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Factory activity slows a tad, but stays in expansion mode

India’s factory activity eased slightly in September from the preceding month but remained firmly in expansion zone, riding the peak business optimism since February 2015, a private survey showed on Monday. The S&P Global India Manufacturing Purchasing Managers’ Index fell to 55.1 in September from 56.2 in August.

A reading above 50 on the index indicates expansion while below that shows contraction in activity.

“The latest set of PMI data show us that the Indian manufacturing industry remains in good shape, despite considerable global headwinds and recession fears elsewhere,” said S&P Global Market Intelligence economics associate director Pollyanna De Lima.

Data released last week showed strong car sales in September, robust GST collections and high fuel demand, all pointing to a strong economy despite strong headwinds of high inflation, rising interest rates and weakening currency.

New export orders rose for the sixth successive month, and at the fastest pace since May 2022, even as the uptick in input costs dipped to the slowest rate in almost two years thanks to subdued global demand for raw materials and recession risks.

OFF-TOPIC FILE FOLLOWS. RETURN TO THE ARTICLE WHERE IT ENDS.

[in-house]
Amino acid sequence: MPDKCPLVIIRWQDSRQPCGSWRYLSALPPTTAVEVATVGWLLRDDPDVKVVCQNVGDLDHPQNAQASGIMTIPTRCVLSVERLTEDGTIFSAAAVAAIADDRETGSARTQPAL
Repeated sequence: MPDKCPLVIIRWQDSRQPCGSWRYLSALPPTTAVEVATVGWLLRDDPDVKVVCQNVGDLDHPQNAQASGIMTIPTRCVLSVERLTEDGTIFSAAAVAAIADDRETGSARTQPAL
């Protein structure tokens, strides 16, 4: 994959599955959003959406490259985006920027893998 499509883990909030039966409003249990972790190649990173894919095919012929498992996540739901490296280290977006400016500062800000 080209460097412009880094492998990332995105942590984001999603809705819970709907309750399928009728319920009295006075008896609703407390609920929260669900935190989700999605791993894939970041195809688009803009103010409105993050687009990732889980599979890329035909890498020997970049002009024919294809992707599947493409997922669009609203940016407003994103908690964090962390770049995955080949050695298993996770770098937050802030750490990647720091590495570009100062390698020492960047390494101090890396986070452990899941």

The overall level of positive sentiment seen in September was the best in over seven-and-a-half years, the survey showed.

“Expansion in India’s activity indices continues to outpace regional peers, driven by resilience in domestic demand,” said Rahul Bajoria of Barclays, adding that falling input costs imply improving margins.

Anecdotal evidence pointed to greater demand from domestic and global clients, according to the survey.

De Lima said there were softer, but substantial, increases in new orders and production in September, with some leading indicators suggesting that output looks set to expand at least in the short-term as firms seek to fulfil sales contracts and replenish stocks.

Ongoing increases in new work and efforts to lift production boosted job creation in September, which rose at the quickest pace in three months, ‘albeit one that was slight overall’, as per the PMI survey.

While all broad manufacturing segments reported expansion, the capital goods sector saw strongest growth in new orders, global sales and output.

To accommodate higher sales and greater output needs, firms also acquired more inputs after firms dug deep into their inventories in September, S&P Global said.

The upturn in input buying was aided by cooling price pressures. Purchasing costs rose at the slowest pace in just under two years, while output charge inflation receded to a seven-month low.

Weaker currency and its spill overs remained key risks.

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